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Punjabi tycoon is Modi’s top backer in US

Chicago businessman Shalabh 'Shalli' Kumar is one of Narendra Modi's most influential supporters in the US. He organised the March visit to Gujarat by three US lawmakers, and the videoconference between Modi and one-time presidential hopeful Newt Gingrich. Yashwant Raj reports.

india Updated: Aug 03, 2013 00:20 IST
Yashwant Raj
Yashwant Raj
Hindustan Times

He doesn't trust reporters, especially Indian reporters, and wanted to know more about Hindustan Times, as we settled down for a late evening interview.

In the dim light of his suite in a tastefully quaint DC Hotel, Shalabh 'Shalli' Kumar looked of an indeterminate age, but was smartly turned out in a dark suit and red tie.

His executive assistant joined us with a quick "namaastey". Satisfied with my pitch about Hindustan Times, Kumar asked, straight off the bat, "Do you know how long I have known (Gujarat chief minister Narendra) Modi?"

I thought to myself "decades".

Kumar, a Chicago businessman, is one of Modi's most influential supporters in the US. He organised the high-profile March visit to Gujarat by three US lawmakers, and the videoconference between Modi and former speaker and one-time presidential hopeful Newt Gingrich.

They must surely go a long way, I reasoned.

"Just two years," he said, closely watching me look surprised.

In 2011, Kumar was trying to get Indian Americans to sign a petition urging the US to cut all aid to Pakistan in the aftermath of killing of Osama bin Laden. But the response was tepid.

Narendra Modi gestures as he walks at the lawns at his residence in Gandhinagar. (Reuters file photo)

"Then a friend suggested 'throw in Modi's name'," Kumar said. He didn't know Modi. But was curious to see how far that would go. It worked, to his continuing surprise. "People queued up to sign the same petition now," Kumar said.

Modi was now a mission for him: to rehabilitate him with the US, which denied him a visa in 2005 for failing to stop riots in Gujarat that killed 790 Muslims and 254 Hindus.

Kumar said he was convinced the case against Modi was political. "I have personally studied the entire case in meticulous depth, and I cannot imagine a more frivolous case than this."

That's the conviction of a faithful, others argued, specially the Coalition Against Genocide, which is spearheading the anti-Modi campaign here in the US.

"We are keeping an eye on him (Kumar) and those trying for a visa for Modi," said Shaikh Ubaid of the Coalition, which can be a formidable foe as the Obama letters demonstrated.

Man from Punjab

Kumar is from Amritsar. He came to the US to study, at the urging of his father, a civil servant dogged all his life by corruption complaints filed by his wife, a Gandhian. And they remained married through it all, raising four children.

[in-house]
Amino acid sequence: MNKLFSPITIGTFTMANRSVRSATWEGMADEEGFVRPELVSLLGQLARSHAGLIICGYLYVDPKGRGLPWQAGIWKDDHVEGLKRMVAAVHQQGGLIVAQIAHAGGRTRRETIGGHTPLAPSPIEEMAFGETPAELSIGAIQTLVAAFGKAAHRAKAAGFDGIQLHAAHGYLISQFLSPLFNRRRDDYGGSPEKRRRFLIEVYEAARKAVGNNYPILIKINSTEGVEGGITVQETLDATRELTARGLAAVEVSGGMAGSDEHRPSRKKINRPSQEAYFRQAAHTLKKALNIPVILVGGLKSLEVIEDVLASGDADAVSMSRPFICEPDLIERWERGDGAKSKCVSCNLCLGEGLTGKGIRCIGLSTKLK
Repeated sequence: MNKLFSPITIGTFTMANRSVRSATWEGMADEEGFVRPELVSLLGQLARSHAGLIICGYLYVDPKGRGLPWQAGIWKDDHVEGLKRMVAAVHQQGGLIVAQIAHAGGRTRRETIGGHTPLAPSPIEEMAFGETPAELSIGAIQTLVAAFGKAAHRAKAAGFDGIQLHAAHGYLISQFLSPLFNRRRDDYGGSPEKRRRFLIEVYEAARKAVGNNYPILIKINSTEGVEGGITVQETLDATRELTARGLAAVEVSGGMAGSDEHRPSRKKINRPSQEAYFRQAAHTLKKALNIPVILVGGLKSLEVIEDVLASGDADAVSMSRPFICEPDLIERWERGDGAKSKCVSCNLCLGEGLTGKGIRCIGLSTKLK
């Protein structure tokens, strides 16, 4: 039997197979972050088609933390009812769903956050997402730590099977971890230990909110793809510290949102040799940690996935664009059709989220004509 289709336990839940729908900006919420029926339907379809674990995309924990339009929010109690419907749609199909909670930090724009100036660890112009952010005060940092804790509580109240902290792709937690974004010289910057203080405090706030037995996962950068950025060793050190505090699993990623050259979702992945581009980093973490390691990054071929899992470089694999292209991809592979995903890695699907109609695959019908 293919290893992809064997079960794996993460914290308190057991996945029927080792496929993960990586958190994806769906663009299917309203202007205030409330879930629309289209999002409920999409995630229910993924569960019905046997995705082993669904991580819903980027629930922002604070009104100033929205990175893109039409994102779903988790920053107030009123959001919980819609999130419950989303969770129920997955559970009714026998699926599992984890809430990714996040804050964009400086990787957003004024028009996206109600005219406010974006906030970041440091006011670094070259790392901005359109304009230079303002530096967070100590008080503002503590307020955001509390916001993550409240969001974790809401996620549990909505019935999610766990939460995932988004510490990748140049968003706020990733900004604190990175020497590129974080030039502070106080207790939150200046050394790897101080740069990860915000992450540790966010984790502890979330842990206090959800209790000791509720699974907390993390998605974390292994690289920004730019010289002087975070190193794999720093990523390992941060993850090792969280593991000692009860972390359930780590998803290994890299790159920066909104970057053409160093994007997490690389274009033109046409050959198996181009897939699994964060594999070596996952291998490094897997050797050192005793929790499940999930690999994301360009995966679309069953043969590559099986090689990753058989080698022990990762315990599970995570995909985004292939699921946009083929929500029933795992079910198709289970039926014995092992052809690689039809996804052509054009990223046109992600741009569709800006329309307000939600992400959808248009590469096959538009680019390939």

After finishing from the Illinois Institute of Technology, Chicago, Kumar stayed on. He is now chairman and CEO of AVG Advanced Technologies, a maker of electronic products. Elder son Vikram Aditya--who has married 2007 Miss India Earth Pooja Chitgopekar--is now moving up the company ranks freeing the senior Kumar for his other passions.

Politics is one of them. He is a Republican, and like all Republicans worships Ronald Reagan and sees a likeness, he said, in his current favourite leader Modi.

Visa visit

Modi's aides have said US visa is not priority for the chief minister himself. But it is to his legion of loyal supporters at home and here. Even BJP president Rajnath Singh.

Kumar first made headlines in India for the delegation of three US lawmakers he took to meet Modi - Aaron Schock, Cathy McMorris Rodgers and Cynthia Lummis.

They ended up inviting the chief minister to the US. They also promised to take care of the small problem standing between Modi and his supporters in the US - a visa.

The tour was mired in controversy over funding. And the state department jumped in -even before the lawmakers could return - saying US Congress doesn't do visas.

Kumar said he didn't understand the point of the controversy. "You know - you have lived here - every one pays for airfare, hotel stay, the lunch or meal at events," he said. Indian reporters didn't get that.

Those on the trip paid for the ride, he said, depending on what they wanted - ride on a chartered plane or commercial flights. "That is standard practice here," he said. True. But it's still not clear who paid for the lawmakers?

Kumar would only say, "More than 50% of the trip's total expenses were subsidised by NIAPPI (National Indian American Public Policy Institute, a Chicago-based think tank he founded with his son, daughter in law and others) in service of Mother India. Not a single dime was paid by anyone in India, let alone Modi. The trip was in full compliance with the very stringent ethics laws of the US Congress."

Offices of the three House representatives have not responded to requests for comment.

But Kumar ploughs on, undeterred.

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